Two CD collection spanning the years 1982-2003. Following his early work with Soft Machine and Gong, this innovative and highly influential guitar stylist (whose tapping and tone crossed over to players from rock to prog to metal to jazz) started a long solo career. This retrospective contains an unreleased Jack Bruce vocal version of "Road Games" plus "Eidolon," "City Nights," "Sphere of Innocence," "Funnels," "Mental Fatigue," "Tokyo Dream," "Against the Clock" and more key cuts from his albums, all hand-picked by Allan himself!
Most of drummer Billy Cobham's recordings have featured his groups of the period, but this set for GRP matches him with a variety of all-stars. Three songs feature Grover Washington, Jr. on soprano or tenor; Randy Brecker takes a flugelhorn solo on "Taurian Matador"; and other guests include Tom Scott (on his anonymous-sounding lyricon), keyboardist George Duke and bassist Ron Carter.
Another strong album from a top funky drummer Billy Cobham. While elements of funk were always a part of his band's sound, it was now the primary focus. "Panhandler" stands out as the session's most memorable composition, while Milcho Leviev contributes nicely on "Moody Modes." Cobham fans will want to seek this out for the extended drum solo "A Funky Kind of Thing," which stands as one of the most original drum solos he ever recorded. Of particular interest here is the presence of John Scofield, who had replaced John Abercrombie.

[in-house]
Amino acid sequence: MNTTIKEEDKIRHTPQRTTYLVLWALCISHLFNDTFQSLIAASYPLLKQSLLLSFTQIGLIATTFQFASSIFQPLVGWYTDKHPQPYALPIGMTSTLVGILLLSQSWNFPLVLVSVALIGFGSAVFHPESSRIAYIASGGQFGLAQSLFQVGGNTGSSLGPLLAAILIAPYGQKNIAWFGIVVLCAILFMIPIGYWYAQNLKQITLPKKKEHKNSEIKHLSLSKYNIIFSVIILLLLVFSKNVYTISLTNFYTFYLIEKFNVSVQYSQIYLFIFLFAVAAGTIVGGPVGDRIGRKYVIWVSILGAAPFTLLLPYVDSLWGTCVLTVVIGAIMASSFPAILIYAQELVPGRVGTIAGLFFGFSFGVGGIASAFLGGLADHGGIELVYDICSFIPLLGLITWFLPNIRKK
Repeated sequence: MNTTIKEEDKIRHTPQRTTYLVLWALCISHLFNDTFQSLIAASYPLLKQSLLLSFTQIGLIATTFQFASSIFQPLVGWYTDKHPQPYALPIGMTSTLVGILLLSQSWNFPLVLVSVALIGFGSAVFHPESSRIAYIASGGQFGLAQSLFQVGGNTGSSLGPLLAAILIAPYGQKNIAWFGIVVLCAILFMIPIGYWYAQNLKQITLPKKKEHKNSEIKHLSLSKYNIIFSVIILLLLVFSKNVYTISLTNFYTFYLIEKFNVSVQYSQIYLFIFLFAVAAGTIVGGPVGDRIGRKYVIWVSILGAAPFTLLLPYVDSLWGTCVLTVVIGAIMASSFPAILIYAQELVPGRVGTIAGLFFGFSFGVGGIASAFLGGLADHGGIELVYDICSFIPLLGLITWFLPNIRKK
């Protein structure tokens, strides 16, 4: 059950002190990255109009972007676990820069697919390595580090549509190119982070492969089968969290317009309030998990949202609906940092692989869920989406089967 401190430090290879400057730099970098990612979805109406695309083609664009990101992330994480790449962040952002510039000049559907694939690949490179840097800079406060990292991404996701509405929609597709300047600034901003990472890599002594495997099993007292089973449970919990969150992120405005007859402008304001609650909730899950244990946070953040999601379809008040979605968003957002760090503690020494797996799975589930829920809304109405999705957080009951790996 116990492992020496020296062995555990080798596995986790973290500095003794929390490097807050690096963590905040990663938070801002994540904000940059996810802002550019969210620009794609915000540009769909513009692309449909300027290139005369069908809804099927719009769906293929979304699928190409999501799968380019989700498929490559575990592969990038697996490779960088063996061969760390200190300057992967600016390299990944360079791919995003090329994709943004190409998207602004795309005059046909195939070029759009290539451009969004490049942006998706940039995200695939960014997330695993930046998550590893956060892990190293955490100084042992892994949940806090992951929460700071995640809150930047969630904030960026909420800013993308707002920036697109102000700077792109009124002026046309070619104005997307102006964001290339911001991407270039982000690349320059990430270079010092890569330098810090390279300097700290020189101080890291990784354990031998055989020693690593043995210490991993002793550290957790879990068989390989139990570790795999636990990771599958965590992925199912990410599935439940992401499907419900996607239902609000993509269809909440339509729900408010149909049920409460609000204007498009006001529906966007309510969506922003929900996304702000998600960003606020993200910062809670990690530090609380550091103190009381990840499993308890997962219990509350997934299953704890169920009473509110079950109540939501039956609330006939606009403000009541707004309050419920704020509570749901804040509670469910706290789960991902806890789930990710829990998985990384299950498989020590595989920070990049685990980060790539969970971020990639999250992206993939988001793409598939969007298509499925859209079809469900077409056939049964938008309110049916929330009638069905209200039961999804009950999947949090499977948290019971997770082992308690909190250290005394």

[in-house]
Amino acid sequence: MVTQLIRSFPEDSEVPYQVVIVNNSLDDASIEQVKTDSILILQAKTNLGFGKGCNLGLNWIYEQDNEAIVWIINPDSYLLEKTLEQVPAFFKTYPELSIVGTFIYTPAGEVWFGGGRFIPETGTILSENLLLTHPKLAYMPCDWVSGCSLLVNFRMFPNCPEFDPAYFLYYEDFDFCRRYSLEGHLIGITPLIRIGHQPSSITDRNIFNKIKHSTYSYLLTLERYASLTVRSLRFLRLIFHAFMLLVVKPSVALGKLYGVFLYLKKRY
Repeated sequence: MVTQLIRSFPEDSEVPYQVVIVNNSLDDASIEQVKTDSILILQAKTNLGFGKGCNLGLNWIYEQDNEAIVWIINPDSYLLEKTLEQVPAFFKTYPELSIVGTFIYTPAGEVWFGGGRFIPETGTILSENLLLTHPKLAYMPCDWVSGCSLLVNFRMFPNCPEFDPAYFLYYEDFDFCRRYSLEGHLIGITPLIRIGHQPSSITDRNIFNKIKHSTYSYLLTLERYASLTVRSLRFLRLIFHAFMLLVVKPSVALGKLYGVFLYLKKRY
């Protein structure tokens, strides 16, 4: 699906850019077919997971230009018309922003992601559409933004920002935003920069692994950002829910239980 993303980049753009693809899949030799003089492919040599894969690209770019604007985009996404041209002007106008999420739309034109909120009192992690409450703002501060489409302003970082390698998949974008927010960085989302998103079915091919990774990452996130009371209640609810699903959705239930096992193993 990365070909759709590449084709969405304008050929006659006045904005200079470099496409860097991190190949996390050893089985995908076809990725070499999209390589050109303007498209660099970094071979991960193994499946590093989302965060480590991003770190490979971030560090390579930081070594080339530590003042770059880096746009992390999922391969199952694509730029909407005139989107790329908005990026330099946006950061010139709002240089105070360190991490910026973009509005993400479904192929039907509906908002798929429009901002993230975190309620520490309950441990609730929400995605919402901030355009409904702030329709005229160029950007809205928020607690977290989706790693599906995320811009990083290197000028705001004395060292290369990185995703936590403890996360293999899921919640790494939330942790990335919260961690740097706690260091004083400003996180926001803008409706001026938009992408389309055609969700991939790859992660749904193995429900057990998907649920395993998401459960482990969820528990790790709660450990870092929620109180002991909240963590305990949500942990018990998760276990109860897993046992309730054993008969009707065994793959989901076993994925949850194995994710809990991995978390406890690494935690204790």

Generally acclaimed as fusion's greatest drummer, Billy Cobham's explosive technique powered some of the genre's most important early recordings – including groundbreaking efforts by Miles Davis and the Mahavishnu Orchestra – before he became an accomplished bandleader in his own right. At his best, Cobham harnessed his amazing dexterity into thundering, high-octane hybrids of jazz complexity and rock & roll aggression.
More Jack Than God is easily the finest studio recording the fabled bassist and singer/songwriter Jack Bruce has made since the 1970s. His outings with Kip Hanrahan and the Golden Palominos have afforded him the luxury of working with many of his collaborators this time out: Robert Ameen, Bernie Worrell, Horacio "El Negro" Hernández, Richie Flores, and most notably new guitarist Vernon Reid. Bruce's son Malcolm is also in the mix. Bruce's songwriting here is top notch. His elongated, ethereal, and funky groove as displayed on the album's opener "So They Invented Race" showcases all of his talents.